Wednesday, November 3, 2010

Price War by Morgan Mandel

How low is too low? There are tons of books on the Amazon Kindle for very small prices, many even for free. I  know for a fact I've been reading a lot more since I bought my Kindle 3 than ever before, and I've noticed more people with Kindles everywhere. People are noticing I've got one and asking about it, so there's still a lot of interest in them. Also, Christmas is coming up, which means more Kindles will be around.
Smashwords is also a very popular site for buying books because they translate them into many formats. The prices there are quite reasonable as well.

There's lots of competition out there, and that's for sure. To compete with the market, I've reduced Killer Career today to the low price of 99 cents at both sites. The new price should be showing up in a day or so, if it hasn't already. Is that too low, or is it a smart market move?

What's your take?

Morgan Mandel
Killer Career at SmashwordsAmazon


Terry Odell said...

I priced my short stores at 99 cents at both Kindle and Smashwords. But my full length novel is $2.99, which I still think is a reasonable price, given the original print version was hard cover at $25.95. With the Kindle setup, $2.99 is the price point for the 35 vs 70% royalty rate.

Don't know if I'd sell enough at a lower price to make up the difference. I think most of it is really marketing and promotion, as long as pricing isn't over the top.

Terry's Place
Romance with a Twist--of Mystery

Debra St. John said...

A low price would definitely attract a lot of attention, especially in today's economy...but I agree with Terry on her point as well. Are you making any money selling them at that low of a price?

Is this a permanent price reduction or a "sale"?

Writing4u said...

Price needs to be set at a level to maximize profits. In an electronic age, there is little to no cost to produce a book. I am talking about the physical/ethereal product, not the writing of one.

So, price is a tool we can use for electronic books to experiemnt to see what price point produces the maximum revenue.

If you have a good product and price inhibits sales, then the price is too high. So, using my out of the box logic, ninety-nine cents can be more than five dollars and ninety-nine cents.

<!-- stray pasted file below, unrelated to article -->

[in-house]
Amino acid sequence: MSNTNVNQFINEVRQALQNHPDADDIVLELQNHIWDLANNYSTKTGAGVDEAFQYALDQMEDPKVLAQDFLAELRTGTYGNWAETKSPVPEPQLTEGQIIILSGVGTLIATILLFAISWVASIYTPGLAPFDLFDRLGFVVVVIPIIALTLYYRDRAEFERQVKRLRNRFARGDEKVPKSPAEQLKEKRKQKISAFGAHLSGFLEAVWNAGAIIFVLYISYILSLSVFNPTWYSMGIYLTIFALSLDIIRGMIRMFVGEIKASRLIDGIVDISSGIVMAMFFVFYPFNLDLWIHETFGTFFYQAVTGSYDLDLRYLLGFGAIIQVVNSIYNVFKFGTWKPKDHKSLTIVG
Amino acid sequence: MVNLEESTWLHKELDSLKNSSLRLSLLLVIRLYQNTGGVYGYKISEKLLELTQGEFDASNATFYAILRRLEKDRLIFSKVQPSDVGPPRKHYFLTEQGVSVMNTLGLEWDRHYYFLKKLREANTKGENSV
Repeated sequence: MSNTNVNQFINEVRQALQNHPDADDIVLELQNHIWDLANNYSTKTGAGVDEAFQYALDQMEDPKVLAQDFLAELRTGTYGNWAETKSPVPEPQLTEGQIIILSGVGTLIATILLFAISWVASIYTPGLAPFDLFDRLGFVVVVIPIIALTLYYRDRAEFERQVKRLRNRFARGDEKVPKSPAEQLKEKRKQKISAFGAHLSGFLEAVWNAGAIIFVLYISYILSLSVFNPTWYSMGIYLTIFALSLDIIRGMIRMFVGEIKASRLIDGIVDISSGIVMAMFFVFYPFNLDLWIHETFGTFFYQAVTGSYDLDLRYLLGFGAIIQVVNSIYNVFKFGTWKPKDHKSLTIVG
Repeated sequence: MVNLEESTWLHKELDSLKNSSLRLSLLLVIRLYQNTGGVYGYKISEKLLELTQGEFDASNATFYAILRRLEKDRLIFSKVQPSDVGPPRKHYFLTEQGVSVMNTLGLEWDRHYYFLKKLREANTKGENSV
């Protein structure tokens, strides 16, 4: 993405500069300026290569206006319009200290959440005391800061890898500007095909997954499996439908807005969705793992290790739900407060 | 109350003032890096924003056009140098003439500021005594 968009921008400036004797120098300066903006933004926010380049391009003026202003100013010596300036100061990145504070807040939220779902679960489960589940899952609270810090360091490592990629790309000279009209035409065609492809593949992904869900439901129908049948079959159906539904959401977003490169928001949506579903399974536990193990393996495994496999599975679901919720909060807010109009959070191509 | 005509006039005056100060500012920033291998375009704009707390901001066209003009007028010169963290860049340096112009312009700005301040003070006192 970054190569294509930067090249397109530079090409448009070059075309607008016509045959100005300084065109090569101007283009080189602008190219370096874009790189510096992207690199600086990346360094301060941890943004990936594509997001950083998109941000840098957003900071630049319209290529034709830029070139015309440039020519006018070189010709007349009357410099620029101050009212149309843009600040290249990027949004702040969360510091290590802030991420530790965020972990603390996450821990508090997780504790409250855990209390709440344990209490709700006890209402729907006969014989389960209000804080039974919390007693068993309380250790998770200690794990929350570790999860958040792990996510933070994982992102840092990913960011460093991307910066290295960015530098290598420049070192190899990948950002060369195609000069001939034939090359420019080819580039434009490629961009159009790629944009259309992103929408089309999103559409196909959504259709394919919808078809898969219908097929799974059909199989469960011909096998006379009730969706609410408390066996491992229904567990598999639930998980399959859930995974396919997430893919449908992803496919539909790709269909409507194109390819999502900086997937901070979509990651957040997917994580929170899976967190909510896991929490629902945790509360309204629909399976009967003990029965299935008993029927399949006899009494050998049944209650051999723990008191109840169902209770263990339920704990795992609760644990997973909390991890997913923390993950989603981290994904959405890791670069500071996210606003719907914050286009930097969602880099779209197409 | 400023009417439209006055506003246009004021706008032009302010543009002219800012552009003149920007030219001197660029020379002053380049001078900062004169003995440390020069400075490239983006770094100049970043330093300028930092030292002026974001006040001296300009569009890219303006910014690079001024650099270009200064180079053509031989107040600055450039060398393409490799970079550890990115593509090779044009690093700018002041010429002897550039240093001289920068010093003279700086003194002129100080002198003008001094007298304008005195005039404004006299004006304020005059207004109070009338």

Writers have traditionally seen price as an ego issue. In the pre-electronic media days, the books assigned the label, "best sellers" sold regardless of price and the writer was paid royalties that could amount to significant money.

In the electronic era, price becomes a relevant key in sales of everything except those authors who have established hard-core fan bases whose books would sell mega-copies if all they did was use the pages to blow their noses in.

However, people like me have been called mid-list authors because sales ranged from 500 - 50,000 hard copies, price was set by the publisher and most of our work was remaindered to an off-price schlock house that diuscounted the books at no royalty to the writer. It was my feeling that we could increase sales exponentially if we had control over price.

At 99 cents, you can have ten thousand people take a flier because the blurb for your book sounds interesting while at five-ninety-nine, they will take a pass on it and twelve copies may sell.

So, would you rather have 50% of $10,000 or 50% of $72. AS I said, $.99 is far more than $5.99.

Margot Justes said...

99 cents will sell more, but you have to reach those targets, for a midlist author that maybe the way to go. Or you can start at 2.99 and at some point sell the book for 99 cents and market it as such. A Sale.
Or maybe we should just use Joe Konrath's name and be done with it.
A Hotel in Paris